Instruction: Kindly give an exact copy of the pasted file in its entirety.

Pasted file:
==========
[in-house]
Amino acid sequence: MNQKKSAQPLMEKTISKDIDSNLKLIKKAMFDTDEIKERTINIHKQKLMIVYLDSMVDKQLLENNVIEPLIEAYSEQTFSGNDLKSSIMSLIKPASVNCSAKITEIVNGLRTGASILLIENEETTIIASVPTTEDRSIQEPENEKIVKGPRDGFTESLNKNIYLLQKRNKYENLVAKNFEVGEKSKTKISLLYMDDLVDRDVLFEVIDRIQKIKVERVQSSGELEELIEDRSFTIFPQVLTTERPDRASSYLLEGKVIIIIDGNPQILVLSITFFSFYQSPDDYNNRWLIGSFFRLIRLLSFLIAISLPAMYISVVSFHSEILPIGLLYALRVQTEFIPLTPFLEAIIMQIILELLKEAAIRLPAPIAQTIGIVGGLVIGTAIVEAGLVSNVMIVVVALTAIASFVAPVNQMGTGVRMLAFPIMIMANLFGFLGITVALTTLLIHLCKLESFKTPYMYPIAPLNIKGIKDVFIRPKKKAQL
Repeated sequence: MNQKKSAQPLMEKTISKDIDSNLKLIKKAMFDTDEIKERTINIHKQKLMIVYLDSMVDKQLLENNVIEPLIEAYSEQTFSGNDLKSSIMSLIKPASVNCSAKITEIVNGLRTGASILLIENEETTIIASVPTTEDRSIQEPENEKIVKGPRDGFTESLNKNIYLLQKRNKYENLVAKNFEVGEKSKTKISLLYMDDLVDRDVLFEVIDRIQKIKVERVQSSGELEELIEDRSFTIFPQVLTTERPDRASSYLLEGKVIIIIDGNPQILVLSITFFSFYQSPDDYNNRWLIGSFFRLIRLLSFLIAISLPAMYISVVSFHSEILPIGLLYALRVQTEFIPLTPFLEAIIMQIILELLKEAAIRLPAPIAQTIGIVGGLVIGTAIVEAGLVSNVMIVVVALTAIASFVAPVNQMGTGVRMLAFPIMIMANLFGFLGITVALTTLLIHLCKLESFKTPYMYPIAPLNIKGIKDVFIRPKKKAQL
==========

[in-house]
Amino acid sequence: MNQKKSAQPLMEKTISKDIDSNLKLIKKAMFDTDEIKERTINIHKQKLMIVYLDSMVDKQLLENNVIEPLIEAYSEQTFSGNDLKSSIMSLIKPASVNCSAKITEIVNGLRTGASILLIENEETTIIASVPTTEDRSIQEPENEKIVKGPRDGFTESLNKNIYLLQKRNKYENLVAKNFEVGEKSKTKISLLYMDDLVDRDVLFEVIDRIQKIKVERVQSSGELEELIEDRSFTIFPQVLTTERPDRASSYLLEGKVIIIIDGNPQILVLSITFFSFYQSPDDYNNRWLIGSFFRLIRLLSFLIAISLPAMYISVVSFHSEILPIGLLYALRVQTEFIPLTPFLEAIIMQIILELLKEAAIRLPAPIAQTIGIVGGLVIGTAIVEAGLVSNVMIVVVALTAIASFVAPVNQMGTGVRMLAFPIMIMANLFGFLGITVALTTLLIHLCKLESFKTPYMYPIAPLNIKGIKDVFIRPKKKAQL
Repeated sequence: MNQKKSAQPLMEKTISKDIDSNLKLIKKAMFDTDEIKERTINIHKQKLMIVYLDSMVDKQLLENNVIEPLIEAYSEQTFSGNDLKSSIMSLIKPASVNCSAKITEIVNGLRTGASILLIENEETTIIASVPTTEDRSIQEPENEKIVKGPRDGFTESLNKNIYLLQKRNKYENLVAKNFEVGEKSKTKISLLYMDDLVDRDVLFEVIDRIQKIKVERVQSSGELEELIEDRSFTIFPQVLTTERPDRASSYLLEGKVIIIIDGNPQILVLSITFFSFYQSPDDYNNRWLIGSFFRLIRLLSFLIAISLPAMYISVVSFHSEILPIGLLYALRVQTEFIPLTPFLEAIIMQIILELLKEAAIRLPAPIAQTIGIVGGLVIGTAIVEAGLVSNVMIVVVALTAIASFVAPVNQMGTGVRMLAFPIMIMANLFGFLGITVALTTLLIHLCKLESFKTPYMYPIAPLNIKGIKDVFIRPKKKAQL